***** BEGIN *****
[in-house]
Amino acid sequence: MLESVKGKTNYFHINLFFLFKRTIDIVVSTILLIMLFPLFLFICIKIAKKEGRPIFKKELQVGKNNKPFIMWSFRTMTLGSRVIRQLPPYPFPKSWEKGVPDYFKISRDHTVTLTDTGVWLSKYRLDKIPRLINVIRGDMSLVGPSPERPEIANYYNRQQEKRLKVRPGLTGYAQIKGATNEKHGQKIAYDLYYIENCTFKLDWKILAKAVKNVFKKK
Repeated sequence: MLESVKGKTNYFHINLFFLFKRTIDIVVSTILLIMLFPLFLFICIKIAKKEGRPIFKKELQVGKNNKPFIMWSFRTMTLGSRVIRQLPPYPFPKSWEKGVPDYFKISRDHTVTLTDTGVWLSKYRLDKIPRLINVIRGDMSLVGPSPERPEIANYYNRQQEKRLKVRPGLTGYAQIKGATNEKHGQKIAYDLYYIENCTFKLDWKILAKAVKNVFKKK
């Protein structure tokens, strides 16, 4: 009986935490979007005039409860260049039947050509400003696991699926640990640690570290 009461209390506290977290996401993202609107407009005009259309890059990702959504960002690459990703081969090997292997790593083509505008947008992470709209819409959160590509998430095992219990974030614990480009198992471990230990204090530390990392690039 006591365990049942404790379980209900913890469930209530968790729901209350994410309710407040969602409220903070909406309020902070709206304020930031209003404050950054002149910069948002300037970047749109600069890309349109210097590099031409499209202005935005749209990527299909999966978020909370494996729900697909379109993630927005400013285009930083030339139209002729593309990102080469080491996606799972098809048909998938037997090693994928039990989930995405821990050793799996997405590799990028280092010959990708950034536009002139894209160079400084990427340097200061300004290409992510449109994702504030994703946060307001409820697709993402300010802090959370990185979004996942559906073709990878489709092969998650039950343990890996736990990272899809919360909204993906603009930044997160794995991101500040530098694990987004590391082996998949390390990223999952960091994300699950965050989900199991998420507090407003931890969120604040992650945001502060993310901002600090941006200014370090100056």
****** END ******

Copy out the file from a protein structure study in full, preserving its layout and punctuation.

[in-house]
Amino acid sequence: MLESVKGKTNYFHINLFFLFKRTIDIVVSTILLIMLFPLFLFICIKIAKKEGRPIFKKELQVGKNNKPFIMWSFRTMTLGSRVIRQLPPYPFPKSWEKGVPDYFKISRDHTVTLTDTGVWLSKYRLDKIPRLINVIRGDMSLVGPSPERPEIANYYNRQQEKRLKVRPGLTGYAQIKGATNEKHGQKIAYDLYYIENCTFKLDWKILAKAVKNVFKKK
Repeated sequence: MLESVKGKTNYFHINLFFLFKRTIDIVVSTILLIMLFPLFLFICIKIAKKEGRPIFKKELQVGKNNKPFIMWSFRTMTLGSRVIRQLPPYPFPKSWEKGVPDYFKISRDHTVTLTDTGVWLSKYRLDKIPRLINVIRGDMSLVGPSPERPEIANYYNRQQEKRLKVRPGLTGYAQIKGATNEKHGQKIAYDLYYIENCTFKLDWKILAKAVKNVFKKK
């Protein structure tokens, strides 16, 4: 009986935490979007005039409860260049039947050509400003696991699926640990640690570290 009461209390506290977290996401993202609107407009005009259309890059990702959504960002690459990703081969090997292997790593083509505008947008992470709209819409959160590509998430095992219990974030614990480009198992471990230990204090530390990392690039 006591365990049942404790379980209900913890469930209530968790729901209350994410309710407040969602409220903070909406309020902070709206304020930031209003404050950054002149910069948002300037970047749109600069890309349109210097590099031409499209202005935005749209990527299909999966978020909370494996729900697909379109993630927005400013285009930083030339139209002729593309990102080469080491996606799972098809048909998938037997090693994928039990989930995405821990050793799996997405590799990028280092010959990708950034536009002139894209160079400084990427340097200061300004290409992510449109994702504030994703946060307001409820697709993402300010802090959370990185979004996942559906073709990878489709092969998650039950343990890996736990990272899809919360909204993906603009930044997160794995991101500040530098694990987004590391082996998949390390990223999952960091994300699950965050989900199991998420507090407003931890969120604040992650945001502060993310901002600090941006200014370090100056």